This weekend, I ran the Cherry Blossom Ten Mile Race here in D.C. It was a lot of fun, and it’s a beautiful course. I didn’t break any speed records, but I did beat some personal records, and that’s what I was aiming to do. I beat a co-worker, but I got beat by a 7-year-old girl. You win some, you lose some, right? I also beat the joggler, though he juggles and runs, which means he automatically wins.
Running always seems like a frugal sport. It doesn’t require specialized equipment like football pads or tennis rackets and you can do it pretty much anywhere in the world.
I have to disagree with the people who say that all you need to run are shoes on your feet, shorts, and a t-shirt. While they’re right in theory, you’re risking injury if you’re not wearing the right shoes. Running shoes can be expensive. They average around $100 a pair, though I’ve never spent that much per pair (I average around $80, I think). Buying the right shoes is absolutely key to a successful running career. They won’t make you faster or give you wings or ease every single pain, but a proper fit will help prevent injury. I couldn’t believe that someone running my distances at my speed would need specialized running shoes. Then I bought my first pair. It was amazing how much better my joints felt after only one run.
Running shoes last anywhere from 250-500 miles, depending on the shoe, the runner, and the type of running surface. I can always tell when it’s time to start looking for a new pair of running shoes. My knees start to twinge. For me, this starts around 200 miles, though I can still wear the shoes for shorter runs after that point. Now, I’m not a huge distance person. I run anywhere from 40-60 miles a month, so my shoes last a couple of months. I know other runners who replace their shoes every six weeks. They’re pretty hardcore runners though. It’s not cheap, but it’s an expense I’m willing to deal with in order to keep myself pain free.
In terms of other gear, that’s personal preference. A good sports bra is necessary for the ladies, that’s for sure. If I’m doing a shorter run on a nice day, shorts and a t-shirt is comfortable, but I do have a few shirts made of technical fabric that are so much more comfortable on a hot day. These shirts are designed to keep you comfortable, cool, and dry. I used to think it was hype. Now I know better. But I don’t own many of these shirts, and bought most on sale at Target. Nothing too pricey.
The only other necessary item I carry when I run is my RoadID – an identification bracelet should something happen to me. Of course, I run in a safe area and avoid cars, but nothing is guaranteed, and it’s better to be safe than sorry. You don’t need to spend money on this particular item, but it’s not expensive, and not a bad idea for anyone who runs, walks, or bikes alone.
Of course, you can go completely overboard with the running items, getting the fanciest gadgets and nicest clothing. And for some people, that truly helps their training. Others just like to run with the bare minimum. Heck, some people run barefoot! I wouldn’t recommend that though. It just seems dangerous.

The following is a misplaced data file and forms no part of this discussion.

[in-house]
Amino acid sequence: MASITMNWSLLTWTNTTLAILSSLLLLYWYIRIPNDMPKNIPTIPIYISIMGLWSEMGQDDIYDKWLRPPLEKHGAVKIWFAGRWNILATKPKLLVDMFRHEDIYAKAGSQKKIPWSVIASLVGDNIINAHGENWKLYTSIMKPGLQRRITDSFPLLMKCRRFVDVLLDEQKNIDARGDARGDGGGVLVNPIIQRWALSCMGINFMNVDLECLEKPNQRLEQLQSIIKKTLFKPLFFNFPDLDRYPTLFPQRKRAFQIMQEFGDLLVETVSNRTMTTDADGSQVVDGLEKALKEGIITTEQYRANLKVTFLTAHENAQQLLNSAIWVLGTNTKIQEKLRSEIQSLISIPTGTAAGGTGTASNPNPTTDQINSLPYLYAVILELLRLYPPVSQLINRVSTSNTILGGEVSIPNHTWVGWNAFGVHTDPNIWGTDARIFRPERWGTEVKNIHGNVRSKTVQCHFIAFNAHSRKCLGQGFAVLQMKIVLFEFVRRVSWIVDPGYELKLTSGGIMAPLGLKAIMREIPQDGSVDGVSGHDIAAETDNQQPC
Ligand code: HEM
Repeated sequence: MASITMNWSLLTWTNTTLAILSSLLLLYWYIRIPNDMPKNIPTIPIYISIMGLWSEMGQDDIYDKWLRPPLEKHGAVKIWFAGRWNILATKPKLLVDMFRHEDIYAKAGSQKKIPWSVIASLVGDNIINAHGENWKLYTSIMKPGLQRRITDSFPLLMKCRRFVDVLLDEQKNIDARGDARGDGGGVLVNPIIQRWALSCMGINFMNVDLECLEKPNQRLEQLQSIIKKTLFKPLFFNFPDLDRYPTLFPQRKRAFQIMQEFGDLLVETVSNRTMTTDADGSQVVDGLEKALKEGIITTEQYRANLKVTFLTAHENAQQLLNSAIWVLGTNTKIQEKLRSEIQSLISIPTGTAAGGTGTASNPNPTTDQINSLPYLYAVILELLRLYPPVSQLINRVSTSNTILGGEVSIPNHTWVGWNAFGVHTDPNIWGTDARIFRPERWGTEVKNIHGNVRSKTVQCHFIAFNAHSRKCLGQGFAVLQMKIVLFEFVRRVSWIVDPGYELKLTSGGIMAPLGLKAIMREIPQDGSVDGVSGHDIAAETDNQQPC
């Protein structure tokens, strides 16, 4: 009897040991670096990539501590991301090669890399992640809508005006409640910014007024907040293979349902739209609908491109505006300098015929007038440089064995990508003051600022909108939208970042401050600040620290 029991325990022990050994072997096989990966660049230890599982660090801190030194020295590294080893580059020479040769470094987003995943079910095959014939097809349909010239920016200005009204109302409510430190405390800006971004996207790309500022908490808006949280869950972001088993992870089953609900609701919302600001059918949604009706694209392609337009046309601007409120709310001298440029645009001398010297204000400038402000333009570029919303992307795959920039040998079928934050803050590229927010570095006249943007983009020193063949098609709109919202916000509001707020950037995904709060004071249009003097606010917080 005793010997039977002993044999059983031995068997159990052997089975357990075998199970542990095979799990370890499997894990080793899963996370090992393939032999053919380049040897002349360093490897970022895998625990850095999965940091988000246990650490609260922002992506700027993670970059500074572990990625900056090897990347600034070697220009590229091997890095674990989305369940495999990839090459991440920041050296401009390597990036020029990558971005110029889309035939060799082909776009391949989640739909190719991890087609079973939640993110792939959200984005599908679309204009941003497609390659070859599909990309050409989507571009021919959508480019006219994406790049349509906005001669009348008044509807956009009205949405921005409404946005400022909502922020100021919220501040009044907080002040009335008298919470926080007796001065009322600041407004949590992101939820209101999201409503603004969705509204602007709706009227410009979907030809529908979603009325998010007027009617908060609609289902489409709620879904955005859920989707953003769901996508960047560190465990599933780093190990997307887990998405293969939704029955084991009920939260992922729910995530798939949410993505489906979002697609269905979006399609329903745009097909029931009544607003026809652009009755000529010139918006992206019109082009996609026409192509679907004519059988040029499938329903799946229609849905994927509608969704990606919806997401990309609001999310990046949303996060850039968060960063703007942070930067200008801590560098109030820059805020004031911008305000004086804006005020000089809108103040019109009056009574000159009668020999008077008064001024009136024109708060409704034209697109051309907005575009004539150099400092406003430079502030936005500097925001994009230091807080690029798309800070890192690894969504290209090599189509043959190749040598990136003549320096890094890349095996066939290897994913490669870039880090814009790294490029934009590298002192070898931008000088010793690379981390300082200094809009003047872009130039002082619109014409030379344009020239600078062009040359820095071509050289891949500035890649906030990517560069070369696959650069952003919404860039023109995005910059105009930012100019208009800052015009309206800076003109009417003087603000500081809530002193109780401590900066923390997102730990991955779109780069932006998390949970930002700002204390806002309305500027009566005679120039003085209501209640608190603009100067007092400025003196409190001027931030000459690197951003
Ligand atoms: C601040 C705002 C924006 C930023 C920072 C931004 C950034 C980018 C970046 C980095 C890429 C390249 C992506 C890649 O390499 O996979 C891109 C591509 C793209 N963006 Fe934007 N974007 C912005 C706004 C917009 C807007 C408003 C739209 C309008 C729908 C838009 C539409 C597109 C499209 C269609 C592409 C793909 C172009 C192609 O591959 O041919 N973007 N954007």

All in all, running is a pretty inexpensive sport. Until you get addicted and start running races. Those race entries can add up!
Megan is a 30-something government employee in the Washington, DC area. She got interested in Personal Finance when she got out of college and realized that her paycheck wasn’t going to go as far as she had hoped. Since starting this blog, she has managed to buy a house and make a solid start on her retirement goals, and hopes to help others do the same. Here is her story:
In 2007, I was a gainfully employed 20-something with no debt but not a lot of knowledge about personal finance. It was a co-worker’s comment about Roth IRAs that sent me to the internet, searching for information. It was then that I realized that I really didn’t know a whole lot about personal finance and that my current financial situation was due a lot to inherent frugal tendencies, generous family members, a fear of debt, and good luck. While that was working for me, clearly I needed a better plan.
While I had no debt, I was also pretty much living paycheck to paycheck and not worrying about going over budget (I say this as if I had a real budget) because I had an emergency fund set aside to cover any overages.
Except that’s not what an emergency fund is for.
So I did a lot of research, read a lot of blogs, and decided that I needed a plan. I needed to budget. I needed to know what I was spending my money on. I needed to prepare for the future.
I decided to create a blog not only to make myself accountable to others but also to share the knowledge that I gained along the way. I’ve learned so much from my fellow bloggers, and I hope that my readers can find something useful in what I have to share as well.